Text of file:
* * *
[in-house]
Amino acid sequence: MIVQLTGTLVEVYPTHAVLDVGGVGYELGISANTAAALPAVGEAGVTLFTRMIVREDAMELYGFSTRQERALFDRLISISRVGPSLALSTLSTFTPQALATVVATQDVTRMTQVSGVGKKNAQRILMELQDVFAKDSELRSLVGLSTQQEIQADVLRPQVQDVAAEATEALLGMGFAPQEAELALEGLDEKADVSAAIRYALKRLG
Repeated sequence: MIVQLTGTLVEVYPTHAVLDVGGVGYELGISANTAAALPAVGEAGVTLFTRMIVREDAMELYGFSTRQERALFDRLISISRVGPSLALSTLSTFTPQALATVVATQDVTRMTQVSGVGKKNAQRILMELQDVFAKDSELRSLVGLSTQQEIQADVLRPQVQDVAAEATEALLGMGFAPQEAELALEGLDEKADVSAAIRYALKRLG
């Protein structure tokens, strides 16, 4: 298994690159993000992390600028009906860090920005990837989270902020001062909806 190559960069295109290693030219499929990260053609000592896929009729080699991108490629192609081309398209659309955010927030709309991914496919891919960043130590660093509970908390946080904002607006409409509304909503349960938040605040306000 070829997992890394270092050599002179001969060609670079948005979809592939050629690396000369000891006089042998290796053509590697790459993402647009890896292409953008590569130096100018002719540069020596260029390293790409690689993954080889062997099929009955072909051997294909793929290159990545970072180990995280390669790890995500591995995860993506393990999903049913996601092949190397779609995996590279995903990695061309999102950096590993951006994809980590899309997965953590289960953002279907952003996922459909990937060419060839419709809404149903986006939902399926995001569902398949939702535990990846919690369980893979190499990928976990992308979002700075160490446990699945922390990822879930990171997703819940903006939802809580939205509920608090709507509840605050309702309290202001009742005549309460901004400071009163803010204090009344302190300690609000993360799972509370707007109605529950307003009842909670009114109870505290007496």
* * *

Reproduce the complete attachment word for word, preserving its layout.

[in-house]
Amino acid sequence: MIVQLTGTLVEVYPTHAVLDVGGVGYELGISANTAAALPAVGEAGVTLFTRMIVREDAMELYGFSTRQERALFDRLISISRVGPSLALSTLSTFTPQALATVVATQDVTRMTQVSGVGKKNAQRILMELQDVFAKDSELRSLVGLSTQQEIQADVLRPQVQDVAAEATEALLGMGFAPQEAELALEGLDEKADVSAAIRYALKRLG
Repeated sequence: MIVQLTGTLVEVYPTHAVLDVGGVGYELGISANTAAALPAVGEAGVTLFTRMIVREDAMELYGFSTRQERALFDRLISISRVGPSLALSTLSTFTPQALATVVATQDVTRMTQVSGVGKKNAQRILMELQDVFAKDSELRSLVGLSTQQEIQADVLRPQVQDVAAEATEALLGMGFAPQEAELALEGLDEKADVSAAIRYALKRLG
């Protein structure tokens, strides 16, 4: 298994690159993000992390600028009906860090920005990837989270902020001062909806 190559960069295109290693030219499929990260053609000592896929009729080699991108490629192609081309398209659309955010927030709309991914496919891919960043130590660093509970908390946080904002607006409409509304909503349960938040605040306000 070829997992890394270092050599002179001969060609670079948005979809592939050629690396000369000891006089042998290796053509590697790459993402647009890896292409953008590569130096100018002719540069020596260029390293790409690689993954080889062997099929009955072909051997294909793929290159990545970072180990995280390669790890995500591995995860993506393990999903049913996601092949190397779609995996590279995903990695061309999102950096590993951006994809980590899309997965953590289960953002279907952003996922459909990937060419060839419709809404149903986006939902399926995001569902398949939702535990990846919690369980893979190499990928976990992308979002700075160490446990699945922390990822879930990171997703819940903006939802809580939205509920608090709507509840605050309702309290202001009742005549309460901004400071009163803010204090009344302190300690609000993360799972509370707007109605529950307003009842909670009114109870505290007496």